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Letters:  Strategies

Whether you are communicating on paper or on the Internet, you must be proficient at writing business letters.

Some general advice about using letters in your job search is provided here:

  • Keep it simple. Follow a basic outline and don't be verbose.
  • Make absolutely sure there are no errors in the letter. The first error is fatal to your cause.
  • Strive for excellence, not perfection. Time is of the essence for you and for the employer.
  • Keep track of every letter and resume that you send. It is not good to say, "Huh?" when they finally call you on the telephone.
  • Always follow up. Use the telephone to verify a letter was received. It shows initiative and interest.
  • Be persistent. Rejection letters sometimes result from temporary situations. Try again later.

If you don't feel proficient writing business letters, you might find the following guide useful:

  cover letter followup letter acceptance letter
paragraph 1:
introduce or remind
I am responding to the ad ... Thank you for speaking with me on ... I am pleased to accept your offer dated ...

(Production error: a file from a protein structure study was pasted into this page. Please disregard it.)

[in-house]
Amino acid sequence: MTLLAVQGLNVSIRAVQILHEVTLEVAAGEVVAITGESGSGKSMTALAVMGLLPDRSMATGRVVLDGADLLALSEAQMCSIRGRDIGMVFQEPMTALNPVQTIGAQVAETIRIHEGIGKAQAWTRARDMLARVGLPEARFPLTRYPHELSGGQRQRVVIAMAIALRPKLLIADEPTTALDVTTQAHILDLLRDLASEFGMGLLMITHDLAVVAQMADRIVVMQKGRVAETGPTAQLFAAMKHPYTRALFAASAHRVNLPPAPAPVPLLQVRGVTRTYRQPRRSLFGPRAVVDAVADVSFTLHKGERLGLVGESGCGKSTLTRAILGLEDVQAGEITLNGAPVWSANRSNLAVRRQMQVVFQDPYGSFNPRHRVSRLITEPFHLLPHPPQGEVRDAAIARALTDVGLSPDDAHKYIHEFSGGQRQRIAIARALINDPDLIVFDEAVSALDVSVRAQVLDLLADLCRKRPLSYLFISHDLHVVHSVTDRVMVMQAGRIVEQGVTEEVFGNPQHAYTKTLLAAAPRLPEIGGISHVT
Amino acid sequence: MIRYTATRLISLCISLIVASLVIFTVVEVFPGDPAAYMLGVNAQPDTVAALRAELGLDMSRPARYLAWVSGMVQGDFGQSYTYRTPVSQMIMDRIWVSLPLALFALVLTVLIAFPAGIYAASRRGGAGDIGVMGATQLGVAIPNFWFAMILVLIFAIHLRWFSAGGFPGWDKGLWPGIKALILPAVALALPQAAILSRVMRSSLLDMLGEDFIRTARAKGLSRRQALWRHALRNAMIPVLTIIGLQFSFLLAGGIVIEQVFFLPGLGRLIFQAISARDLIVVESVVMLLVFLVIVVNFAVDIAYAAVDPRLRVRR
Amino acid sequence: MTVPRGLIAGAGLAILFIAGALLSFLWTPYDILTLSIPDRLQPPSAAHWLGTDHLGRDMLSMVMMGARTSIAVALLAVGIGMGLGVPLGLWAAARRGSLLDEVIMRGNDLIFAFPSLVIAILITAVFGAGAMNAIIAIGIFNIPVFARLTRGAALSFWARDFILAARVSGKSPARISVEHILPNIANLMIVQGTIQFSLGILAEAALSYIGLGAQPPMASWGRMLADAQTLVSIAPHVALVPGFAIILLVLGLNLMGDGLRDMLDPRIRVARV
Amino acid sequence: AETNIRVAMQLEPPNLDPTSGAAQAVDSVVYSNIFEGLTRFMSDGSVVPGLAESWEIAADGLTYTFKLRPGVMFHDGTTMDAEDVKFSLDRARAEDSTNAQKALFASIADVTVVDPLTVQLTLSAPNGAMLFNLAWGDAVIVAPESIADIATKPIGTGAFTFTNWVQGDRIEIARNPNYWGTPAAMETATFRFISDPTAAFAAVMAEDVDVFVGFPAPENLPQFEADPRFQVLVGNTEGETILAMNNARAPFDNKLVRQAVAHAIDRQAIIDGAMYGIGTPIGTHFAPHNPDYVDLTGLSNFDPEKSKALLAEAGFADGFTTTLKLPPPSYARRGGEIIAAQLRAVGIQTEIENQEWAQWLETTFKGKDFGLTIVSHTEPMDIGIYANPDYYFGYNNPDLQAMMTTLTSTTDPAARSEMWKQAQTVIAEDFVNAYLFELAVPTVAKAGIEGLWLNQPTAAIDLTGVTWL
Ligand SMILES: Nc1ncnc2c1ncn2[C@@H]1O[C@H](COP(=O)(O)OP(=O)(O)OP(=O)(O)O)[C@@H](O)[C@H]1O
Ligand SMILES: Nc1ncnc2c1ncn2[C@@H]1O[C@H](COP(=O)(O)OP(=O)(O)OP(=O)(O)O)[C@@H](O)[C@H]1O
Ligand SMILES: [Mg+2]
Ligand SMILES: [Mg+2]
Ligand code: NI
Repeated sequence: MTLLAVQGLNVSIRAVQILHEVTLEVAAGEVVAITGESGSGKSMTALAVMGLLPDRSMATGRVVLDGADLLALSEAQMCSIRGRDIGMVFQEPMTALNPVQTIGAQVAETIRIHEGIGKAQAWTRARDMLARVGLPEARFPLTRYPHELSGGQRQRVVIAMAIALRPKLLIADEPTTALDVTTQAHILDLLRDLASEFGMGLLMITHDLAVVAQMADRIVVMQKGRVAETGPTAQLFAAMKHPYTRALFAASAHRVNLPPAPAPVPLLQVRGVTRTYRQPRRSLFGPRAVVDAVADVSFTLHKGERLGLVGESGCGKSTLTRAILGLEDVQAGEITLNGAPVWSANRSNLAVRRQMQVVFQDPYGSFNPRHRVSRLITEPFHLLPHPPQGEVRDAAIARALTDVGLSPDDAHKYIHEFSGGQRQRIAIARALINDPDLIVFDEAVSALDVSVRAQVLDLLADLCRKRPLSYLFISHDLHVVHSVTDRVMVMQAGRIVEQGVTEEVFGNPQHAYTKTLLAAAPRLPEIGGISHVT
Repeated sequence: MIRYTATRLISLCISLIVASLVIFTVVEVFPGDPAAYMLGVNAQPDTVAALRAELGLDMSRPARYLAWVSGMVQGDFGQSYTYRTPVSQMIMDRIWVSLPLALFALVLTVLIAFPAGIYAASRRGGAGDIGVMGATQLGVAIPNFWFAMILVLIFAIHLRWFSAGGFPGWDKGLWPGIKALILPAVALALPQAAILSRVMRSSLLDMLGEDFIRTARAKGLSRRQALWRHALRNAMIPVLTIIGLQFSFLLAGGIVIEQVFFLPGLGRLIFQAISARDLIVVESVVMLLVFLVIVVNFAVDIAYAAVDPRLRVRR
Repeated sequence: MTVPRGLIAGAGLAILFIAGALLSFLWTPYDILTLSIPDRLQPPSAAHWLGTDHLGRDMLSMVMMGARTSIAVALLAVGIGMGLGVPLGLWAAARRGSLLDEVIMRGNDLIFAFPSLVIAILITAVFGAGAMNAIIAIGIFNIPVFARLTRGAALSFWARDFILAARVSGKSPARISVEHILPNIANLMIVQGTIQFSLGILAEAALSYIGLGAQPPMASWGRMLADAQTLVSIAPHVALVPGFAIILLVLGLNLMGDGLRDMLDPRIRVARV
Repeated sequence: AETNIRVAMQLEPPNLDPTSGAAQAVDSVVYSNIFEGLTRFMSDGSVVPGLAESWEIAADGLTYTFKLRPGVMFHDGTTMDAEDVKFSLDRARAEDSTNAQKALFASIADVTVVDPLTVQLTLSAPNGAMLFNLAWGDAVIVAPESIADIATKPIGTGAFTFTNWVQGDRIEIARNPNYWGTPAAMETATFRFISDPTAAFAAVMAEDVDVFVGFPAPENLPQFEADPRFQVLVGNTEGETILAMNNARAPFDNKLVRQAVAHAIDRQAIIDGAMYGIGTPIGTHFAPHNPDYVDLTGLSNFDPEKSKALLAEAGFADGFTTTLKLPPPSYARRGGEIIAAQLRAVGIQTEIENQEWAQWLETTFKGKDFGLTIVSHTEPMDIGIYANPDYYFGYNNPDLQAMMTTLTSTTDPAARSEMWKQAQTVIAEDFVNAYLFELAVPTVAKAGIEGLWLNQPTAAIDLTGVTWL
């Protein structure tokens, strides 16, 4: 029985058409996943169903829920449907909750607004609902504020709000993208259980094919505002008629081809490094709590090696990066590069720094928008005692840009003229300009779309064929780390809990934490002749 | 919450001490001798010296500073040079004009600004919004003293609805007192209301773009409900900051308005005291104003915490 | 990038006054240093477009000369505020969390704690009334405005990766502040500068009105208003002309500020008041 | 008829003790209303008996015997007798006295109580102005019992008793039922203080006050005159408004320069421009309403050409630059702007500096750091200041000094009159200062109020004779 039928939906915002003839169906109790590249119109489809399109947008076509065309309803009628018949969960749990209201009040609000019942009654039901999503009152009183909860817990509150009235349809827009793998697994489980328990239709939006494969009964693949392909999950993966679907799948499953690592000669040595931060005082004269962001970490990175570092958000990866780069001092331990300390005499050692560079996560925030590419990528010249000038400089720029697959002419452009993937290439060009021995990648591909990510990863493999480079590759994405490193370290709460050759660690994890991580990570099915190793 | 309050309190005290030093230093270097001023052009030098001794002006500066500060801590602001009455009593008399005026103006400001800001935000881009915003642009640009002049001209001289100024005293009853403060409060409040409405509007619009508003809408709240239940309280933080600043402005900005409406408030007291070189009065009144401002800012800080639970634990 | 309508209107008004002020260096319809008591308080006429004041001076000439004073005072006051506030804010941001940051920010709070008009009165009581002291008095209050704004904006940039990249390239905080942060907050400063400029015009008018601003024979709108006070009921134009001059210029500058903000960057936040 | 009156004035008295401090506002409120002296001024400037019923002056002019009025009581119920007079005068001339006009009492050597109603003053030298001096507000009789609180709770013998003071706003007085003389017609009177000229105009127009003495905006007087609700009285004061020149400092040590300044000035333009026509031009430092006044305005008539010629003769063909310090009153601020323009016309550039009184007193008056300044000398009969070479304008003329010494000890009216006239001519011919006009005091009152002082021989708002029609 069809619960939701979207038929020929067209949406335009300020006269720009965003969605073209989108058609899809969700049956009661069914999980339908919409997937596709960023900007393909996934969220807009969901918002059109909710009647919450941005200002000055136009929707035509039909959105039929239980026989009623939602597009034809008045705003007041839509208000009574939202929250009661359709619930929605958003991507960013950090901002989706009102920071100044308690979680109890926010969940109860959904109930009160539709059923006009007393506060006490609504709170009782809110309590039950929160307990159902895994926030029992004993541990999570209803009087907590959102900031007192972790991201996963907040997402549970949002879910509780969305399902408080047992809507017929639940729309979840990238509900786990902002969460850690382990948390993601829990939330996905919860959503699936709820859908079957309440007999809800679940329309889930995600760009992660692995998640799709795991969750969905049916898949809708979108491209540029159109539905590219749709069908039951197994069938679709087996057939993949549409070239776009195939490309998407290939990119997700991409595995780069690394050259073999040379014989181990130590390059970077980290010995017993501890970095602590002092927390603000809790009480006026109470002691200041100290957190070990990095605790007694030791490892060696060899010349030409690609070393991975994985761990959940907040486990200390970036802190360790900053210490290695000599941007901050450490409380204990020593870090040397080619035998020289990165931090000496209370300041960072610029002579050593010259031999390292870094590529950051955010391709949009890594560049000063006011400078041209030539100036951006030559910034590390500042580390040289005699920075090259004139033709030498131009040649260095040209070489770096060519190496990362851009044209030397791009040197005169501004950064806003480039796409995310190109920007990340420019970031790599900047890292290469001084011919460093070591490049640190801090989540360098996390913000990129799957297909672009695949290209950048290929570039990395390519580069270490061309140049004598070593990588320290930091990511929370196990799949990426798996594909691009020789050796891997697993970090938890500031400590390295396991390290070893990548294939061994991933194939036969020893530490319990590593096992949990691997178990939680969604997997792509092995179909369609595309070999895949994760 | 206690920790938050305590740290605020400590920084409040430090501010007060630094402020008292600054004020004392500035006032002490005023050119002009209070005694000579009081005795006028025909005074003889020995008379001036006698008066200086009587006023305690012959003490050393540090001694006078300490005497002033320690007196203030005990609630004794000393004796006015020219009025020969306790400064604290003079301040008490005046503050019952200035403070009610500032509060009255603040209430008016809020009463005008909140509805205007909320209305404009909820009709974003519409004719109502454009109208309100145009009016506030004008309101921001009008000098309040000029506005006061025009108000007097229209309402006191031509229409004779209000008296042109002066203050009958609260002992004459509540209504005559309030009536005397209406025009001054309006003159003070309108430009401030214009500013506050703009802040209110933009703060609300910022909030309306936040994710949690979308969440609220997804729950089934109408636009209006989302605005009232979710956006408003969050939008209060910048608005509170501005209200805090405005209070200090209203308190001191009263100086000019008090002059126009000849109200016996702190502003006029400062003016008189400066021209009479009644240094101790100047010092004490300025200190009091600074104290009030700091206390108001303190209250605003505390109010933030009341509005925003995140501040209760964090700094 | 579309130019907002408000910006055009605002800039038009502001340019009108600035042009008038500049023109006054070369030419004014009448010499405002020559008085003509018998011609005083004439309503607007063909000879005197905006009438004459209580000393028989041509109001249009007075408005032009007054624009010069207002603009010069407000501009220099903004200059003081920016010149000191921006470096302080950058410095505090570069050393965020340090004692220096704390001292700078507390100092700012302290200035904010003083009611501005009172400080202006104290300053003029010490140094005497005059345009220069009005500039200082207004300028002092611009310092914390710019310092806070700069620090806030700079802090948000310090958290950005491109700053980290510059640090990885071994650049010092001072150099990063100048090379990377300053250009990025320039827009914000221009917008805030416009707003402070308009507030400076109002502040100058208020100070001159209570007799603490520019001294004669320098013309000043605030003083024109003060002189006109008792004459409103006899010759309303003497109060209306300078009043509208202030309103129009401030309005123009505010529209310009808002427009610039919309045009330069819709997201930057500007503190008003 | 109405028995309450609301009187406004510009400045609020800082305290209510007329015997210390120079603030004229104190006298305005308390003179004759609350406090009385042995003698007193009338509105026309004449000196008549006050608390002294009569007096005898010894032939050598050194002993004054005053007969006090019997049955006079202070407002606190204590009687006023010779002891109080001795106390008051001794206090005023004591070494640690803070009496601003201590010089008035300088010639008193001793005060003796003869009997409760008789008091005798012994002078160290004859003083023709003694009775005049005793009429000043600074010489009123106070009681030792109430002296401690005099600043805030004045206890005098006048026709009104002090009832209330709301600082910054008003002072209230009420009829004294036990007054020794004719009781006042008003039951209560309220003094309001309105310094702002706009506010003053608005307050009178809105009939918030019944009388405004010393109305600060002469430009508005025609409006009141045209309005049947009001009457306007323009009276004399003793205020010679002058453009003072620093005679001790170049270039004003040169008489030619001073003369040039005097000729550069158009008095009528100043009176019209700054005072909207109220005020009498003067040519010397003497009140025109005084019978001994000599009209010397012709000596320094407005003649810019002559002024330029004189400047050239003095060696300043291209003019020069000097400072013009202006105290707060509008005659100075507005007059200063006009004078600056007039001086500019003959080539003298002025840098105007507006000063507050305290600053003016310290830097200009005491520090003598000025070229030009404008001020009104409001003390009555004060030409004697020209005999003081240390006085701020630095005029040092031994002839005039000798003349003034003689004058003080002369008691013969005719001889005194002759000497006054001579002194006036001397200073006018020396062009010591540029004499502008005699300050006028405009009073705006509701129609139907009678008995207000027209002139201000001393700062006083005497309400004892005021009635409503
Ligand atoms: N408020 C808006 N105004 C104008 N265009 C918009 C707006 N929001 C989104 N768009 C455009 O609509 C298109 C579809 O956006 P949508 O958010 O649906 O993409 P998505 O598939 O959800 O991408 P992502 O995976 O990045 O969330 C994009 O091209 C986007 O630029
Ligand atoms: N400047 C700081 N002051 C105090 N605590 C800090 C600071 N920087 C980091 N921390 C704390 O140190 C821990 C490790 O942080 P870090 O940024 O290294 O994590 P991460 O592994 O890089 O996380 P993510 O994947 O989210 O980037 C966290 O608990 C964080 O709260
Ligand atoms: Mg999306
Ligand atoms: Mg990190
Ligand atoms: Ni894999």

paragraph 2:
sell yourself
My backgroung matches your ... My skills in that area match your ... I am confident that I will contribute ...
paragraph 3:
commit to actions
I will call you on ... I will call you on ... I will arrive on ...
paragraph 4:
show appreciation
I appreciate your efforts ... Thanks again for considering ... I really look forward to ...

This guide is provided to help you get going. It is not the final word on how to organize your letters. Use your best judgment.

A Letter for Every Occasion

Frequent communication with a company is almost always a good thing. Every time they hear from you, they become more aware of you and your interest in their company. Whether by email or postal mail, it is a good policy to send letters at each stage in the process of securing that job. Here are some examples:

The Internet and the postal system are fine ways to communicate. But they are not your only tools. Letters show your professionalism, but not necessarily your initiative: use the telephone!

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